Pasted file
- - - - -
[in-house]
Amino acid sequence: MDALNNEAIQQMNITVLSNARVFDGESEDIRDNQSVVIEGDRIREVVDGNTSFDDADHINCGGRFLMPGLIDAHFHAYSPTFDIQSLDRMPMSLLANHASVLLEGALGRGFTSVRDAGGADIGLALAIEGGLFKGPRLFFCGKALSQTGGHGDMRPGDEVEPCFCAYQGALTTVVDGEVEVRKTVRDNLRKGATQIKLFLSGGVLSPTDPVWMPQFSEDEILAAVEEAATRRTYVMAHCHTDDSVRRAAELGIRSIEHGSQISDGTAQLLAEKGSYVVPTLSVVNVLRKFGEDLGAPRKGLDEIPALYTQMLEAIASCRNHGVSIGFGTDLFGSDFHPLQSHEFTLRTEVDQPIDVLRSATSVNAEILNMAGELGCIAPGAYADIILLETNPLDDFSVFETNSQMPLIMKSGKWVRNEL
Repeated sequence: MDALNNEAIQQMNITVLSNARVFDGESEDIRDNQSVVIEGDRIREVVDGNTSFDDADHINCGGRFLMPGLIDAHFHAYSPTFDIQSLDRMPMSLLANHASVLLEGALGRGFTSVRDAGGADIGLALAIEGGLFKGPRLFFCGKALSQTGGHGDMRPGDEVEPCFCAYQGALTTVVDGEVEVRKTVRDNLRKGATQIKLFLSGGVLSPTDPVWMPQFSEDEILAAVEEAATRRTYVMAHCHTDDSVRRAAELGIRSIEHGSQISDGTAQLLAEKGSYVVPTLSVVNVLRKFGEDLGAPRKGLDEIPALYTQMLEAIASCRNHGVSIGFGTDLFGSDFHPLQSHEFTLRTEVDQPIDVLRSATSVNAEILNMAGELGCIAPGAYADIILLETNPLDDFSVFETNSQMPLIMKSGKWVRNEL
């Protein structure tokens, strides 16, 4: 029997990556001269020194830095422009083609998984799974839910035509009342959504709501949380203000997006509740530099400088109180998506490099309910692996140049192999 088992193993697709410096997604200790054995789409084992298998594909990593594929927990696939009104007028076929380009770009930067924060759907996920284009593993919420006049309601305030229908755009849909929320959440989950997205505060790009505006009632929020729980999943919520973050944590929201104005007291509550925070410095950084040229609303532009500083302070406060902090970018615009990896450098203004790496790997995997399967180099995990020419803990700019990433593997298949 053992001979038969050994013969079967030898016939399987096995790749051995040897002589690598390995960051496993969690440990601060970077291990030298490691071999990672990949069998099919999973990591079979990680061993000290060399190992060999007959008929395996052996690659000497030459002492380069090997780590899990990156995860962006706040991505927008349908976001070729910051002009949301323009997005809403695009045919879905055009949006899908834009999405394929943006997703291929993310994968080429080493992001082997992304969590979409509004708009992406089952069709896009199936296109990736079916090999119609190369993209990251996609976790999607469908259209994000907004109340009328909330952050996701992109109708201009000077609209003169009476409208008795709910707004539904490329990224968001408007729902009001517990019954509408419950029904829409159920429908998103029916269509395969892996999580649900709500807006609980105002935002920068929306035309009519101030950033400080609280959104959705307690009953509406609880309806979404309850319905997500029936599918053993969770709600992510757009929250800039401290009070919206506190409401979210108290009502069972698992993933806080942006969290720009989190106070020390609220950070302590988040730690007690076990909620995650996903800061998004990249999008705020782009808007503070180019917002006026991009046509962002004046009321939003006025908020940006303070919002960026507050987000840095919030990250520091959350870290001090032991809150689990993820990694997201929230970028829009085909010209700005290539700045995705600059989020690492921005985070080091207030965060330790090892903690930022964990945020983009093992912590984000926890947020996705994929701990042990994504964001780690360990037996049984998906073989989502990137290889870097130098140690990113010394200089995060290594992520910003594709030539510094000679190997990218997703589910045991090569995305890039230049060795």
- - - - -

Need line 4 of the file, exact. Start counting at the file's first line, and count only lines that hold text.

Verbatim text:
């Protein structure tokens, strides 16, 4: 029997990556001269020194830095422009083609998984799974839910035509009342959504709501949380203000997006509740530099400088109180998506490099309910692996140049192999 088992193993697709410096997604200790054995789409084992298998594909990593594929927990696939009104007028076929380009770009930067924060759907996920284009593993919420006049309601305030229908755009849909929320959440989950997205505060790009505006009632929020729980999943919520973050944590929201104005007291509550925070410095950084040229609303532009500083302070406060902090970018615009990896450098203004790496790997995997399967180099995990020419803990700019990433593997298949 053992001979038969050994013969079967030898016939399987096995790749051995040897002589690598390995960051496993969690440990601060970077291990030298490691071999990672990949069998099919999973990591079979990680061993000290060399190992060999007959008929395996052996690659000497030459002492380069090997780590899990990156995860962006706040991505927008349908976001070729910051002009949301323009997005809403695009045919879905055009949006899908834009999405394929943006997703291929993310994968080429080493992001082997992304969590979409509004708009992406089952069709896009199936296109990736079916090999119609190369993209990251996609976790999607469908259209994000907004109340009328909330952050996701992109109708201009000077609209003169009476409208008795709910707004539904490329990224968001408007729902009001517990019954509408419950029904829409159920429908998103029916269509395969892996999580649900709500807006609980105002935002920068929306035309009519101030950033400080609280959104959705307690009953509406609880309806979404309850319905997500029936599918053993969770709600992510757009929250800039401290009070919206506190409401979210108290009502069972698992993933806080942006969290720009989190106070020390609220950070302590988040730690007690076990909620995650996903800061998004990249999008705020782009808007503070180019917002006026991009046509962002004046009321939003006025908020940006303070919002960026507050987000840095919030990250520091959350870290001090032991809150689990993820990694997201929230970028829009085909010209700005290539700045995705600059989020690492921005985070080091207030965060330790090892903690930022964990945020983009093992912590984000926890947020996705994929701990042990994504964001780690360990037996049984998906073989989502990137290889870097130098140690990113010394200089995060290594992520910003594709030539510094000679190997990218997703589910045991090569995305890039230049060795």